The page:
Transformative solutions for inclusive development of PwD

As per the data released by MNREGA in Karnataka, over 80 lakh people applied for job cards out of which only 22 thousand people with disability received some kind of employment under the scheme. This exposes the lacuna that exists in inclusivity in the workforce, leaving behind a huge chunk of the eligible population that can contribute to the aim of a 5 trillion economy.

Transformative solutions for inclusive development of PwD

India is still lagging behind in having an inclusive workforce be it including women or persons with disabilities. A total of 26.8 million people in India are disabled, however, of the total population, only 26% constitute the working population, as per Census 2011. 

As per the data released by MNREGA in Karnataka, over 80 lakh people applied for job cards out of which only 22 thousand people with disability received some kind of employment under the scheme. This exposes the lacuna that exists in inclusivity in the workforce, leaving behind a huge chunk of the eligible population that can contribute to the aim of a 5 trillion economy. 

Among the working population with disability, 78% are male. It is evident that there is greater unemployment among women with disabilities. In spite of having such a large workforce, employment issues of persons with disabilities are far from being discussed. 

To resolve this challenge, MNREGA Karnataka, the Department of Rural Development, and Panchayat Raj initiated surveys across the state asking surveyors to enroll more people with disability under the scheme. Grassroots Research and Advocacy Movement, a development research and policy organization has also been tasked by MNERGA to conduct grassroots research on the extension of the employment guarantee scheme to the vulnerable population including the people with disabilities in the state.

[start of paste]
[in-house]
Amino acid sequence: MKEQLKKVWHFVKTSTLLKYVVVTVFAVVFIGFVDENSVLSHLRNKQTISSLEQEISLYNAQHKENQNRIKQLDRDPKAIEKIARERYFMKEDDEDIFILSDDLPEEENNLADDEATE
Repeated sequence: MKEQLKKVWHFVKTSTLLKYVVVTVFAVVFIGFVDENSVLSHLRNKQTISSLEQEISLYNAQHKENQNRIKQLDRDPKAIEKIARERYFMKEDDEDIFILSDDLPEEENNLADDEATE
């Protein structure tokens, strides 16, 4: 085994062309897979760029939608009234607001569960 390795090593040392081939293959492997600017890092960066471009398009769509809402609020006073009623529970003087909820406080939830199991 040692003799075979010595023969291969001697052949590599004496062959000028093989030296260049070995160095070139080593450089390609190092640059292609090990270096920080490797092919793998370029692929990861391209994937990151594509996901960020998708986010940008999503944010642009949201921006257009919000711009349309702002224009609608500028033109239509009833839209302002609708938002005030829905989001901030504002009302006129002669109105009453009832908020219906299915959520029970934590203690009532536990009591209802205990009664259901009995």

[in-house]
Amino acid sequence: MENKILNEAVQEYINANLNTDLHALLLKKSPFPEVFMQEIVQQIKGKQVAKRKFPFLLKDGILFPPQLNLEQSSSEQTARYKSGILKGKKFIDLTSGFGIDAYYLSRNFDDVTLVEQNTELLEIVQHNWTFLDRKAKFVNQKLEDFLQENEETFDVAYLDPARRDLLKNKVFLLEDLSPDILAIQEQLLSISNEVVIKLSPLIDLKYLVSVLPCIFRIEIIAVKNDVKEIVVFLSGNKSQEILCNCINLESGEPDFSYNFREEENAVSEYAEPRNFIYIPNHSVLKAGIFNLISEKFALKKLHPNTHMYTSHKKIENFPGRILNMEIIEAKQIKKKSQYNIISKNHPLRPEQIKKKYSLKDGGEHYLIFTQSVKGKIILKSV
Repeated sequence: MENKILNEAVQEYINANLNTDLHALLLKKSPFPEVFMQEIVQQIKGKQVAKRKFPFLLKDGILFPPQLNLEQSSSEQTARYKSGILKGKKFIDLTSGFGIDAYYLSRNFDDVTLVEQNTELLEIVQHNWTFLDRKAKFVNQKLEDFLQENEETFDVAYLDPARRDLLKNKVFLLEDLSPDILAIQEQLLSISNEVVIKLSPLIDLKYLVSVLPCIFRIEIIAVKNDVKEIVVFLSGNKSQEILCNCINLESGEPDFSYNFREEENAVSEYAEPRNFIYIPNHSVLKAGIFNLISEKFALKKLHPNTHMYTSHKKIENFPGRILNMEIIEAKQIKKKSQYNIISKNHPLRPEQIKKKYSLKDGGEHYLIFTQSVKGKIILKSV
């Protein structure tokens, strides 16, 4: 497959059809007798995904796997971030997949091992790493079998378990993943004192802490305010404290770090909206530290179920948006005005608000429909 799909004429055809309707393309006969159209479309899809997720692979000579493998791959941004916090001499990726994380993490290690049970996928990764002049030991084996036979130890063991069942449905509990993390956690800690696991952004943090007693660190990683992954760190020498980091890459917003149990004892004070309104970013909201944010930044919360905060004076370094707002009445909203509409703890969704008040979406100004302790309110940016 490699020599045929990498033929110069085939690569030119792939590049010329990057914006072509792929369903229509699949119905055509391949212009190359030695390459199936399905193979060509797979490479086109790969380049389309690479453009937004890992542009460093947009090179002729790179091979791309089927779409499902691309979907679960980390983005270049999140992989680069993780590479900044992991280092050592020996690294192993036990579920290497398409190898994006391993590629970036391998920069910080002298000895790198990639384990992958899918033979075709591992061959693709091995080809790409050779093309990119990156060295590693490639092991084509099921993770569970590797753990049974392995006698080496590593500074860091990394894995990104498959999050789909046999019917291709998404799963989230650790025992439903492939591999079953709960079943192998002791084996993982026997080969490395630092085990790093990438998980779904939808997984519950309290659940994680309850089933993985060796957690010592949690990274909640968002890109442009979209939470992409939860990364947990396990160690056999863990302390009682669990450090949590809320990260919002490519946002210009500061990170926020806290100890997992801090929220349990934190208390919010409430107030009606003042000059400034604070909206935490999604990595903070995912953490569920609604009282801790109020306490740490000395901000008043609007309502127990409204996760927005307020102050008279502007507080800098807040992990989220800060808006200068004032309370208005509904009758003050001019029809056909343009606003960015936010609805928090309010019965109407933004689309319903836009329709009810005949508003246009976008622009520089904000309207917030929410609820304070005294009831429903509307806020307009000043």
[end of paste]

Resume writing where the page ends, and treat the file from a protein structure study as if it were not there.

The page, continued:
Inclusivity of persons with disabilities does not only mean providing jobs to the deserving but also bringing about a mindset change and erasing the social stigma attached to it. Taking efforts towards the same, the Prime Minister in the year 2015 coined the term “Divyang” to respectfully address persons with disabilities. The term not only meant respect, but it also aspired the inclusion of these communities.  Yet, it is unfortunate that the needs of the PwD are not prioritized. However, it is at home that the marginalization begins. Often, PwDs are not actually counted by their own people. UNICEF suggests that when it comes to reducing stigma and discrimination, interventions that address multiple socioecological levels, target multiple audiences and combine communications, advocacy, and programming are documented to be more effective than standalone initiatives.  

Not counted, not considered